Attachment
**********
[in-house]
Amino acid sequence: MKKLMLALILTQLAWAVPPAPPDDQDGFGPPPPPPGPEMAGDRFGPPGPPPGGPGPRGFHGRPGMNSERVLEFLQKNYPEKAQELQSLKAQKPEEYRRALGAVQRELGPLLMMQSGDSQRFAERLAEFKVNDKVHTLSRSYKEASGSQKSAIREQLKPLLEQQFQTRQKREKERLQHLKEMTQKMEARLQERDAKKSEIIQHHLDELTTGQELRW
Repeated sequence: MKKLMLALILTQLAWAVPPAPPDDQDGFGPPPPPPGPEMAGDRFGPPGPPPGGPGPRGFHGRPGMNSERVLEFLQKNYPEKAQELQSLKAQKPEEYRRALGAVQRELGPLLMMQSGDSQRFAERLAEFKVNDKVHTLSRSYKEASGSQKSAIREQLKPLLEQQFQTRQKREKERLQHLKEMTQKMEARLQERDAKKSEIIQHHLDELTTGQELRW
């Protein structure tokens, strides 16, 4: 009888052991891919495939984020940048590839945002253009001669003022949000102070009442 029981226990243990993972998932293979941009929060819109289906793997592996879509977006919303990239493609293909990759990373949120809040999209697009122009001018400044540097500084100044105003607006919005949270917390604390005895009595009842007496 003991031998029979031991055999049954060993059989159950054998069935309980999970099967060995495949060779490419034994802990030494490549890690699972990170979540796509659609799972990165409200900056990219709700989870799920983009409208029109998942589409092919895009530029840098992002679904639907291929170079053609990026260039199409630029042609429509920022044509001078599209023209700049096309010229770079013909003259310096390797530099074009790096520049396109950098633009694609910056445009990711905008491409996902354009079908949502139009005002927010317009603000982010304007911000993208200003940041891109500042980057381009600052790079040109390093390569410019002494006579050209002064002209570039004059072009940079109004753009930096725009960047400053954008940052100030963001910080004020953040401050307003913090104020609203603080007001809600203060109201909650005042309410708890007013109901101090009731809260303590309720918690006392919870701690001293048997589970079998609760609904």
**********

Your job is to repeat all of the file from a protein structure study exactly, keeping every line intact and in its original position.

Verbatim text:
[in-house]
Amino acid sequence: MKKLMLALILTQLAWAVPPAPPDDQDGFGPPPPPPGPEMAGDRFGPPGPPPGGPGPRGFHGRPGMNSERVLEFLQKNYPEKAQELQSLKAQKPEEYRRALGAVQRELGPLLMMQSGDSQRFAERLAEFKVNDKVHTLSRSYKEASGSQKSAIREQLKPLLEQQFQTRQKREKERLQHLKEMTQKMEARLQERDAKKSEIIQHHLDELTTGQELRW
Repeated sequence: MKKLMLALILTQLAWAVPPAPPDDQDGFGPPPPPPGPEMAGDRFGPPGPPPGGPGPRGFHGRPGMNSERVLEFLQKNYPEKAQELQSLKAQKPEEYRRALGAVQRELGPLLMMQSGDSQRFAERLAEFKVNDKVHTLSRSYKEASGSQKSAIREQLKPLLEQQFQTRQKREKERLQHLKEMTQKMEARLQERDAKKSEIIQHHLDELTTGQELRW
């Protein structure tokens, strides 16, 4: 009888052991891919495939984020940048590839945002253009001669003022949000102070009442 029981226990243990993972998932293979941009929060819109289906793997592996879509977006919303990239493609293909990759990373949120809040999209697009122009001018400044540097500084100044105003607006919005949270917390604390005895009595009842007496 003991031998029979031991055999049954060993059989159950054998069935309980999970099967060995495949060779490419034994802990030494490549890690699972990170979540796509659609799972990165409200900056990219709700989870799920983009409208029109998942589409092919895009530029840098992002679904639907291929170079053609990026260039199409630029042609429509920022044509001078599209023209700049096309010229770079013909003259310096390797530099074009790096520049396109950098633009694609910056445009990711905008491409996902354009079908949502139009005002927010317009603000982010304007911000993208200003940041891109500042980057381009600052790079040109390093390569410019002494006579050209002064002209570039004059072009940079109004753009930096725009960047400053954008940052100030963001910080004020953040401050307003913090104020609203603080007001809600203060109201909650005042309410708890007013109901101090009731809260303590309720918690006392919870701690001293048997589970079998609760609904």